This text is part of:
Table of Contents:
 and pleasant to us, so that we were not long detained. I hastened to Brooklyn. There Mrs. Buck and her sister were in great sorrow. Mr. R. P. Buck, almost the last one to bid me Godspeed on my departure, had died during my absence. I had not a better friend outside my family, and I sorrowed with them. After a few days in New York, October 20th, with my party I set out for the West. My boys and the officers met us at the depot in Omaha, and all the family were soon gathered around the home table once more. In the spring of 1885, having an inspection tour to make to the Yellowstone National Park, which was within the limits of my department, I enjoyed a brief sojourn with Mrs. Howard and a party of friends amid the wonders of that region. The traces of my route when pursuing Chief Joseph in the Nez Perces War, were still visible. Our four years stay in Omaha was delightful in every respect and many were the friends we made there. Our Y. M. C. A. work was well started and especially did I enjoy my relations with the First Congregational Church, whose pastor, Dr. A. F. Sherrill, became the closest of friends to me and my family. Early in February the death of General Hancock was announced. My own promotion followed March 19, 1886. Immediately there was excitement for my family and that of my personal staff. Possessions that had accumulated had to be disposed of and everything prepared for a move. The order came with my promotion to major general for me to pass from Omaha to California and. assume command of the military division which then embraced the entire Pacific coast.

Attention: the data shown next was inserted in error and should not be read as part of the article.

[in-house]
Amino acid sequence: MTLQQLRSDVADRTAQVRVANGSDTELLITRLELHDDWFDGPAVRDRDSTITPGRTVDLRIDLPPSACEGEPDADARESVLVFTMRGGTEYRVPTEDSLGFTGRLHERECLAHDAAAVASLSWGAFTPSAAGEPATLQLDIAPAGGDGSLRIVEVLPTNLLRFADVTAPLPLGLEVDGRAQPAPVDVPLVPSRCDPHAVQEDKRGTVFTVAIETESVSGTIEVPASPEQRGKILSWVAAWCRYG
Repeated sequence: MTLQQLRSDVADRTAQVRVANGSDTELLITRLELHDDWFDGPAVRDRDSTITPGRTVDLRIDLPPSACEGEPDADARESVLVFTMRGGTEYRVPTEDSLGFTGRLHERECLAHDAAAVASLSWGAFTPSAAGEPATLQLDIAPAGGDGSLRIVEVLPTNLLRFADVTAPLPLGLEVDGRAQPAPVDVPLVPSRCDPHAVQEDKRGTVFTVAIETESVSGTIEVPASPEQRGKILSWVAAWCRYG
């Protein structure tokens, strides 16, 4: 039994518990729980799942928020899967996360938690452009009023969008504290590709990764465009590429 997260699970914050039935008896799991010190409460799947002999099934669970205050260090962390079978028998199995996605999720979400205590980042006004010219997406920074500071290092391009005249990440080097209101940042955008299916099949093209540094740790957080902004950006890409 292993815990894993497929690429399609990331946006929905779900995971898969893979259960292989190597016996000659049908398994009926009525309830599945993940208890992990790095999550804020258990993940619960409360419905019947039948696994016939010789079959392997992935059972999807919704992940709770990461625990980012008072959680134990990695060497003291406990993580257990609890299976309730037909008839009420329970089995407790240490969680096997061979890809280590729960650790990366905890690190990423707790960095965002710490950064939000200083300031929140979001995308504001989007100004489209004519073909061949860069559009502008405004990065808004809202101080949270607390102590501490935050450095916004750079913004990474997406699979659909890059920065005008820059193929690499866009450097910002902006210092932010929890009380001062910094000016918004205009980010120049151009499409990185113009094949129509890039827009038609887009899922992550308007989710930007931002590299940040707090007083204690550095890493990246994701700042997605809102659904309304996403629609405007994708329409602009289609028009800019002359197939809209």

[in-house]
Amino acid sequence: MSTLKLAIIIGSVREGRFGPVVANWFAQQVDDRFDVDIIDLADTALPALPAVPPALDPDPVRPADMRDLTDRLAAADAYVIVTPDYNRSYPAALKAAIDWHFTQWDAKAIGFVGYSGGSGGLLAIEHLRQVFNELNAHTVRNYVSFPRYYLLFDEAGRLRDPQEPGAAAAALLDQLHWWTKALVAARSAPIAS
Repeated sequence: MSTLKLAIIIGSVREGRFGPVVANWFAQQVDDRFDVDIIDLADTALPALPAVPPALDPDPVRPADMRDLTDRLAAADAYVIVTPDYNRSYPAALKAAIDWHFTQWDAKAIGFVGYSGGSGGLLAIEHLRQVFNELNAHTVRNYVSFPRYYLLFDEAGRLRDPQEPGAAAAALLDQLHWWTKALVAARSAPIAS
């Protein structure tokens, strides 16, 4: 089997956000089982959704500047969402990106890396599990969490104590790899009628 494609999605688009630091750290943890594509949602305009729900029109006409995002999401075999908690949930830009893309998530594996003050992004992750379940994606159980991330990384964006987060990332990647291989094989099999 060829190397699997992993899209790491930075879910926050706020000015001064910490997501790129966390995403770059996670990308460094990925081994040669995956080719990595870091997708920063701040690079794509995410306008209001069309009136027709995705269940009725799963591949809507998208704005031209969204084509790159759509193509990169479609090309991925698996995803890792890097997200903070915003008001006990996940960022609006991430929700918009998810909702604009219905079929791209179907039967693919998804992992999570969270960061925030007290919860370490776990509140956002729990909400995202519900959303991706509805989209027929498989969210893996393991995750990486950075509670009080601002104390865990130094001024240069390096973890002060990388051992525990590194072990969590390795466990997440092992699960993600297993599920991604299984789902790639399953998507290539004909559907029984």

This work is licensed under a Creative Commons Attribution-ShareAlike 3.0 United States License.